My friend Seth Brown is a writer, an improv comedian, and a celebrated slam poet. (His alter ego is a nerdcore hip-hop artist.) And for the last several years, he's been working on rendering the Hebrew scriptures in rhyme.
When I first heard about this project, I boggled: the whole Torah? In rhyming couplets? It's a huge undertaking, and as readers of the Bible know well, there's much in the Hebrew scriptures which is challenging to read, much less to recast in new metered prose. But Seth pulled it off, and the fruit of his labors is now available in print.
The end result is From God to Verse, a line-by-line rendering of the Five Books of Moses in iambic heptameter. Here's how it begins:
In the beginning when God was creating the heavens and all of the earth,
When the world was all wild and waste, and of light on the deep oceans there was a dearth,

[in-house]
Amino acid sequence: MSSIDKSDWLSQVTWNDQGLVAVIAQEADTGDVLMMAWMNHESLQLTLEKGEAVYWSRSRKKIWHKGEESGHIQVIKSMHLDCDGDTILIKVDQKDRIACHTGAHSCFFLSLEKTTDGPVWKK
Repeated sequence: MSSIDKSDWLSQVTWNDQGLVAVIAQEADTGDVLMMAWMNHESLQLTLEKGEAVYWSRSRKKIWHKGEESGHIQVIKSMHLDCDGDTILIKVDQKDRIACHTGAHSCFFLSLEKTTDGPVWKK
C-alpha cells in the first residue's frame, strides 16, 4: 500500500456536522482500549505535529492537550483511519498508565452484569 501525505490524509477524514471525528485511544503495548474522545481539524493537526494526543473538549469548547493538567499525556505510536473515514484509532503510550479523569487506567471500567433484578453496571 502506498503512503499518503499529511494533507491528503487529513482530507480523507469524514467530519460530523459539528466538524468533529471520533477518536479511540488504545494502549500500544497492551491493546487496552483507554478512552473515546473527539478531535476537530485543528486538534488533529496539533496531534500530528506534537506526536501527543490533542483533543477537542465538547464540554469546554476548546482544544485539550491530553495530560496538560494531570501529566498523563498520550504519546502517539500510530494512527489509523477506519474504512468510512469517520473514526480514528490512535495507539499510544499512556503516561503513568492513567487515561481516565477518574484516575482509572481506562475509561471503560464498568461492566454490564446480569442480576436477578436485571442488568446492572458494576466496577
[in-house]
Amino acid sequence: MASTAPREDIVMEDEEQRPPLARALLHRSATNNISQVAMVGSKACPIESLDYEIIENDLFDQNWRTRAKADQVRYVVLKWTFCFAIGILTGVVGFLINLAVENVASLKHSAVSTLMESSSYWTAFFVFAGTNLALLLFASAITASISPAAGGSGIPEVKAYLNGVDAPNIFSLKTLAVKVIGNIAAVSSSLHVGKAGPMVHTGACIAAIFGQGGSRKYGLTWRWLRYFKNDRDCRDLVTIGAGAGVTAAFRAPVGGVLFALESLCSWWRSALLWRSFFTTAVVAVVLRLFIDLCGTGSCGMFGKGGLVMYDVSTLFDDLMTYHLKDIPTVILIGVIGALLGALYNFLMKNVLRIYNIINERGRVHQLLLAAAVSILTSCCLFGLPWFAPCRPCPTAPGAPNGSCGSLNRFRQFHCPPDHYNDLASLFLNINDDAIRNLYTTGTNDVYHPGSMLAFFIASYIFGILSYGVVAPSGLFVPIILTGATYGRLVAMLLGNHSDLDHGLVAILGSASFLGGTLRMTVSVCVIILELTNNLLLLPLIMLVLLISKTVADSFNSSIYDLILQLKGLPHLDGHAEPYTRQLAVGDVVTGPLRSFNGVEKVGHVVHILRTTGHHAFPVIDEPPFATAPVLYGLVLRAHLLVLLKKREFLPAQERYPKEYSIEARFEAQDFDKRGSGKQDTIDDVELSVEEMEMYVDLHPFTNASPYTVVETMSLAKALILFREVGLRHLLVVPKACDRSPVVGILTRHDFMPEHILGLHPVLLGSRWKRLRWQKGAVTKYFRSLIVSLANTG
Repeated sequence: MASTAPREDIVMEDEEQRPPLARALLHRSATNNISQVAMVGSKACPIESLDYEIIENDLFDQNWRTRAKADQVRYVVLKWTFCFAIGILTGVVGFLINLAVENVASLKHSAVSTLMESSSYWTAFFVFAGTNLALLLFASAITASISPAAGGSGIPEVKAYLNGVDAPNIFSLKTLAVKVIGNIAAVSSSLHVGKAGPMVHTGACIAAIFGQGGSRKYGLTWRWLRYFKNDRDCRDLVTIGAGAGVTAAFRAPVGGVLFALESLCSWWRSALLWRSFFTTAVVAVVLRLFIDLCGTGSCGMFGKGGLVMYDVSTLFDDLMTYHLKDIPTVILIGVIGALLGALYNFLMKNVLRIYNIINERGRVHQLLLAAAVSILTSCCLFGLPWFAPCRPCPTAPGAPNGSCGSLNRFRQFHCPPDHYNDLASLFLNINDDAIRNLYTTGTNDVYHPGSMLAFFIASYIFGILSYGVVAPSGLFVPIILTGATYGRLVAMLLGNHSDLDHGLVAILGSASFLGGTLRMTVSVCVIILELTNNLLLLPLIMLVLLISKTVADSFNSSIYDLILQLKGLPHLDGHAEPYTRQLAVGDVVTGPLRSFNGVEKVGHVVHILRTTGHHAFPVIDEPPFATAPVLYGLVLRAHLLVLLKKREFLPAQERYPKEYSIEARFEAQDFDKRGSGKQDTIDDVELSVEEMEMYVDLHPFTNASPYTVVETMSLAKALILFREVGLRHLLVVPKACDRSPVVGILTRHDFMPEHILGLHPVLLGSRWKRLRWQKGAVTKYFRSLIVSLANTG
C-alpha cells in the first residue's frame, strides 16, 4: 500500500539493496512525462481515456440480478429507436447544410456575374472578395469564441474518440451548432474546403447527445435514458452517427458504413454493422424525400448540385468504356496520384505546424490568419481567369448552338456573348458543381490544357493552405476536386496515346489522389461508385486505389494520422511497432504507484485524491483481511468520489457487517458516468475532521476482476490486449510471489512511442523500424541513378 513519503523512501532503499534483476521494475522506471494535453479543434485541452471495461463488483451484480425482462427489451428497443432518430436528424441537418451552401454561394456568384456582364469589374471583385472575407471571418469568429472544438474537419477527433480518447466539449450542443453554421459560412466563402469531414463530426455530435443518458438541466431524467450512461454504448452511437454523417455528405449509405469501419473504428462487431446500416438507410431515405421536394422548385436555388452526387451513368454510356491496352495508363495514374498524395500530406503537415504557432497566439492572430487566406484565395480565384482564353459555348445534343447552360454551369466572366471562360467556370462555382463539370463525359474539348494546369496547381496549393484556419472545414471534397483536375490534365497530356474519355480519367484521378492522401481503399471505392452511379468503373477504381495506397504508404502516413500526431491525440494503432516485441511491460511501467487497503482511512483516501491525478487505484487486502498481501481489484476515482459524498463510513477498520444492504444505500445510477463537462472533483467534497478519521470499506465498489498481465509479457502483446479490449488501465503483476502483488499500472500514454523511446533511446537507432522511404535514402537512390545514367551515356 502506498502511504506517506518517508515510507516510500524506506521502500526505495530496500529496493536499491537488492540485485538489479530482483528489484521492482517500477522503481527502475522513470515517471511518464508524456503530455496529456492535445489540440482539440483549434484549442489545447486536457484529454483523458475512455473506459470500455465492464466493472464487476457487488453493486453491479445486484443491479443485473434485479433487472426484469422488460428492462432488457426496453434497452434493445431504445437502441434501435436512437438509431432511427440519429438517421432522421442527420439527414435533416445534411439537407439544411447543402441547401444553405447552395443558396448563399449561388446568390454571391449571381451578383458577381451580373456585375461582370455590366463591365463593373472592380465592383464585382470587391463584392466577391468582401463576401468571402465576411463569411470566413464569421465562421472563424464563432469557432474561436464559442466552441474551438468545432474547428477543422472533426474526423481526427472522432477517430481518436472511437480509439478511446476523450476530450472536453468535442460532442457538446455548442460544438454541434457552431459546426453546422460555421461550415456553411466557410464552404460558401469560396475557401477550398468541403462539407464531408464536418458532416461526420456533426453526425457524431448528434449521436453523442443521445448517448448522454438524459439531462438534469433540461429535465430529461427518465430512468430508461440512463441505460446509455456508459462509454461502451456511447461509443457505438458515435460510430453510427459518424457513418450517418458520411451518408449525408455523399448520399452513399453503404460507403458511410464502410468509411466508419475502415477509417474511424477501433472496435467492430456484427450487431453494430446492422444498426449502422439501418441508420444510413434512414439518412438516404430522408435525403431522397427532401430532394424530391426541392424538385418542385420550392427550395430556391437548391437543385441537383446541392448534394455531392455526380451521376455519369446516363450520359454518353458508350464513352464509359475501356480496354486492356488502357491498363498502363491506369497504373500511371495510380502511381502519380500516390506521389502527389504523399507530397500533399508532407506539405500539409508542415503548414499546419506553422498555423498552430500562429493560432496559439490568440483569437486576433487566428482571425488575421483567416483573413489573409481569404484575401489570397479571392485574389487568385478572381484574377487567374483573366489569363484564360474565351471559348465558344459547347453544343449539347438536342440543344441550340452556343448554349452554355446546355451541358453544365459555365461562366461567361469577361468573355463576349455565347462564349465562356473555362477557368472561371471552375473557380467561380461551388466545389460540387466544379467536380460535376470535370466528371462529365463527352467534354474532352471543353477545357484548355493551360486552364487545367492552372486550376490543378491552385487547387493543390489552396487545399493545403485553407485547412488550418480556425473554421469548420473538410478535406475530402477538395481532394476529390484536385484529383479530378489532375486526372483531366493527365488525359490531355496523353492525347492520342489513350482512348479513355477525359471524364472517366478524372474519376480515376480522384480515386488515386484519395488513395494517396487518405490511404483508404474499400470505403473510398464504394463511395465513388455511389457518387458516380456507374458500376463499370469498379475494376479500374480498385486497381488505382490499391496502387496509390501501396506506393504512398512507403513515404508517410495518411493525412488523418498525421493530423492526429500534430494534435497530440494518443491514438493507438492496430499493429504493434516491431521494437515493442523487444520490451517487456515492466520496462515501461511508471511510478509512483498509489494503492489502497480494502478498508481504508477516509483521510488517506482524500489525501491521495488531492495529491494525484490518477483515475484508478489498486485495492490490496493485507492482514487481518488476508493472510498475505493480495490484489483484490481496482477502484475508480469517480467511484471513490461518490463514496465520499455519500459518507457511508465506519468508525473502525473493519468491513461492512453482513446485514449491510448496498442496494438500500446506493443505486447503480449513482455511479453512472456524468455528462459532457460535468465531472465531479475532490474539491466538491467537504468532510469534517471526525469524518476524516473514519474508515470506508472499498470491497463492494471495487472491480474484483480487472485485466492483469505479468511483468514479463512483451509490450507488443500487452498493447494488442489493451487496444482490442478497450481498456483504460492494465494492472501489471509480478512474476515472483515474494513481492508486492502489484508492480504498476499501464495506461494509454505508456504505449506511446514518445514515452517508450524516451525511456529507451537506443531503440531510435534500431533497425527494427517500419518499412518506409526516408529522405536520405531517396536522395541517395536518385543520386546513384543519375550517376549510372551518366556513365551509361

And the wind of God hovering over the waters, God spoke and said, “Let there be light!”
And indeed, there was light. And God saw it, that light, and He saw that it was good and right.
After seeing his shining creation, God then separated the light from the dark.
So He called the light “Day” and the darkness as “Night” (and the difference between them was stark).
And then there was a setting and there was a dawning as earth’s creation had begun,
There was evening and then there was morning, and that was the first day, so ending day one.
Seth does a lovely job of hinting at the Hebrew's humor and wordplay. He's faithful to the original text, and yet his version of the Torah is unlike any other I've seen. From God to Verse is by turns serious, witty, and wry -- and it's a lot of fun to read. If you're a Bible geek like me, you should have this one in your collection. And if you've always meant to read the Bible but maybe haven't been able to connect with it, this version might be what you need.
Kol hakavod (or, in contemporary English, props) to you, Seth, for this truly awesome undertaking!